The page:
Your son's situation is why most GI's don't like to go longer than 2 years between scopes. Regular surveillance scopes will catch simmering inflammation that hasn't yet caused symptoms or raised labs to alarming levels. Although there is no guarantee that you would have caught this anyway so don't start kicking yourself.

As for what we have done in the past, we have bobbed and weaved with Remicade levels and a few times when levels seemed sufficient we have done a course of prednisone or budesonide to get her healed to the point where the Remicade could take over.

Good luck and keep us posted.

my little penguin

Staff member
Honestly scoping/imaging is not just to “change “ the treatment plan
Scoping/imaging is required to know the extent of the inflammation
Has the disease spread , has the type of disease changed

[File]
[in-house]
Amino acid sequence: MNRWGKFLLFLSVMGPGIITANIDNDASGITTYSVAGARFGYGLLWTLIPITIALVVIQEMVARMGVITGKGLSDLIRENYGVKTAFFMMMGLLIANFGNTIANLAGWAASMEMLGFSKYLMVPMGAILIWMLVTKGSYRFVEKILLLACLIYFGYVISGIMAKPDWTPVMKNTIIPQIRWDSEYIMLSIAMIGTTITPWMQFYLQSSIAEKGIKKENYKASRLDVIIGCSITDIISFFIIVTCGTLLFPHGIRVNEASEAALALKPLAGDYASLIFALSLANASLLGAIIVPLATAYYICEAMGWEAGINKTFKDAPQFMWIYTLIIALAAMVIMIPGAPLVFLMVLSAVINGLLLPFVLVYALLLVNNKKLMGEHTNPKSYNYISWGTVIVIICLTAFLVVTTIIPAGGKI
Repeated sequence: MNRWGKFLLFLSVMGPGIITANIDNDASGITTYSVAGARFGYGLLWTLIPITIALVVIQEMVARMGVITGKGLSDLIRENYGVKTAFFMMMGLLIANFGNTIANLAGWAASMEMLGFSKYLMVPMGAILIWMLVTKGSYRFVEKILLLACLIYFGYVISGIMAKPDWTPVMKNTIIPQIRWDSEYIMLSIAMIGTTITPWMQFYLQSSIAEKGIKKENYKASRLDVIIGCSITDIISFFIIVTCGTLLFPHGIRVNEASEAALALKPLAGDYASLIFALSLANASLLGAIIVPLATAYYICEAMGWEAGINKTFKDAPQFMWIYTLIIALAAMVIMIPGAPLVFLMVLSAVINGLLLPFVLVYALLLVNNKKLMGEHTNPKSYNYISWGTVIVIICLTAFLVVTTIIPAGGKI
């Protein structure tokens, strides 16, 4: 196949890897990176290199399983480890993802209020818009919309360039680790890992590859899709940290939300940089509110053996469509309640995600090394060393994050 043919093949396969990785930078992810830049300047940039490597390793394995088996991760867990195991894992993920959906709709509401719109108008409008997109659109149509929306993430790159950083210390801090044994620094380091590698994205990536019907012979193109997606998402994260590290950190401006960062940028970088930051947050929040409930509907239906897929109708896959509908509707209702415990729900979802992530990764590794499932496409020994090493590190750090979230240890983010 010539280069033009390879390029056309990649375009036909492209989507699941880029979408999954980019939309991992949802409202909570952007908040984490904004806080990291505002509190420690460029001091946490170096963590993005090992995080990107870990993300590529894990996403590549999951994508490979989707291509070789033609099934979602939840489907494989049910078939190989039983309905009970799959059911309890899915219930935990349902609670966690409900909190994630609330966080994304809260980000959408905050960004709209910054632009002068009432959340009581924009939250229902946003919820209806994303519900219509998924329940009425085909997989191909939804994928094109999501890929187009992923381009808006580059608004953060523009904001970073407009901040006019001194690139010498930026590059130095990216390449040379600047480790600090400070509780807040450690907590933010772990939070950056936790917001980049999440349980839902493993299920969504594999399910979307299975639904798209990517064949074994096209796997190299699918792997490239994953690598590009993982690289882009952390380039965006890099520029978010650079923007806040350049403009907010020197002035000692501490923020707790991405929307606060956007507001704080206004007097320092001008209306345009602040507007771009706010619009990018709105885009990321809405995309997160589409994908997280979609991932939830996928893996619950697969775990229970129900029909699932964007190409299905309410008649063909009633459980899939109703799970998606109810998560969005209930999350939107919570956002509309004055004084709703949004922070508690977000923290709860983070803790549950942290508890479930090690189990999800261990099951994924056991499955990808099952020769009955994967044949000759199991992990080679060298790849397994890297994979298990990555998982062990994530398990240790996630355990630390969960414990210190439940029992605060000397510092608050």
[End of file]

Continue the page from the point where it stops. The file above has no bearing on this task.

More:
Kids go from inflammation to stricturing fisstulas etc much more so than adults and it changes over 10 years - they know this
To document where he is at now inflammation wise so if you make changes like increase humira
Then you know whether those changes - made thing better , worse or kept the level of inflammation the same
Knowing there is inflammation is a no brainer
Knowing the extent of inflammation and type of disease /spread is impossible with just blood/stool
Lastly crohns kids are at high risk for colon cancer
The longer they have the disease
Inflammation causes cellular changes
Cellular changes can result in cancer
After 8 -10 years regardless of symptoms of crohns
It is recommended to have yearly scopes just to have surveillance for cancer